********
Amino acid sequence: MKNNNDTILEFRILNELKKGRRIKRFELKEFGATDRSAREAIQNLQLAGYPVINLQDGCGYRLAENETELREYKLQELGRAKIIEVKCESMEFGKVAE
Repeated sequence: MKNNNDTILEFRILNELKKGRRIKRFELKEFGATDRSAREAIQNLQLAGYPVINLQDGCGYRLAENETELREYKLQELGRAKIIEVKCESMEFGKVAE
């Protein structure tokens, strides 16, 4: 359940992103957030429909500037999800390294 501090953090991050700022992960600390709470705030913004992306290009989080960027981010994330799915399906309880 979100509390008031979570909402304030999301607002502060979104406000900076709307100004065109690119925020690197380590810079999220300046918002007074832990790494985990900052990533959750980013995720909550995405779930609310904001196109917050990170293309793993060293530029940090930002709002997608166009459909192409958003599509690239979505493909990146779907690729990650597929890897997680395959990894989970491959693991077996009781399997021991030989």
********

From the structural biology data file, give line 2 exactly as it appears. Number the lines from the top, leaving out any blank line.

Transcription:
Repeated sequence: MKNNNDTILEFRILNELKKGRRIKRFELKEFGATDRSAREAIQNLQLAGYPVINLQDGCGYRLAENETELREYKLQELGRAKIIEVKCESMEFGKVAE